In a report pursuant to 28 U.S.C. § 636(b), the magistrate judge makes only recommendations to the court. The recommendations have no presumptive weight, and responsibility for making a final determination remains with the court. Mathews v. Weber, 423 U.S. 261, 270-71 (1976). The court is charged with making "a de novo determination of those portions of the report or specified proposed findings or recommendations to which objection is made," and may "accept, reject, or modify, in whole or in part, the findings or recommendations" of the magistrate judge. 28 U.S.C. § 636(b)(1). In response to a party's objection, the district judge must make "his own determination on the basis of the record developed before the magistrate" judge.[1] Aluminum Co. of Am., Badin Works, Badin, N.C. v. U.S. Envtl. Prot. Agency, 663 F.2d 499, 502 (4th Cir. 1981). In the absence of specific objections to the report, the court is not required to give any explanation for adopting its findings and recommendations. Camby v. Davis. 718 F.2d 198, 199-200 (4th Cir. 1983). Objections that only repeat arguments and evidence raised before a magistrate judge are considered general objections to the entirety of the report, which have the same effect as a failure to object. Veney v. Astrue, 539 F.Supp.2d 841, 845 (W.D. Va. 2008).

         Wall objects to the magistrate judge's findings that Wall failed to present a disputed material fact on which he could persuade a fact finder to rule in his favor on the claims recommended for dismissal. In support of these generalized objections, Wall points to allegations in his complaint as amended and exhibits in the record that the magistrate judge clearly reviewed. Wall also reiterates his own summary judgment arguments and his arguments in opposition to Defendants' motion. Nevertheless, in response to Wall's objections, I have reviewed, de novo, the portions of the Report and the record related to each of his objections. I conclude that his concerns have been adequately addressed in the Report and will, therefore, overrule his objections.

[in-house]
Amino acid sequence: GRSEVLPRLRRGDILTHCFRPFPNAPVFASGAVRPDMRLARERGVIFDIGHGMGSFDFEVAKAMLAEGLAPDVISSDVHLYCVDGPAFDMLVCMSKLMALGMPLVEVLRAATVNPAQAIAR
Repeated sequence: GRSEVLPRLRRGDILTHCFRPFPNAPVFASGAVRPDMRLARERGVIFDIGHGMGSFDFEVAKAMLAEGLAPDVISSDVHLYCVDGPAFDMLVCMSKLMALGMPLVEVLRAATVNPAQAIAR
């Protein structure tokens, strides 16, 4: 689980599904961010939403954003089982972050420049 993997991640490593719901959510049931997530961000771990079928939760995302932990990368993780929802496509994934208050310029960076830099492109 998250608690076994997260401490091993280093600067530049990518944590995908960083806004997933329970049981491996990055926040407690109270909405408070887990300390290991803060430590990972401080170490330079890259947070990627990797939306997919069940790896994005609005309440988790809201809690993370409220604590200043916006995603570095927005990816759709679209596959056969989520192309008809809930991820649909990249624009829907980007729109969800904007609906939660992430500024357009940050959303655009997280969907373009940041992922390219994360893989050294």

[T]o state a colorable retaliation claim under Section 1983, a plaintiff must allege that (1) he engaged in protected First Amendment activity, (2) the defendant took some action that adversely affected his First Amendment rights, and (3) there was a causal relationship between his protected activity and the defendant's conduct.

Martin v. Duffy, 858 F.3d 239, 249 (4th Cir. 2017), cert denied, 138 S.Ct. 738, (2018). "[A] plaintiff suffers adverse action if the defendant's allegedly retaliatory conduct would likely deter a person of ordinary firmness from the exercise of First Amendment rights." Id.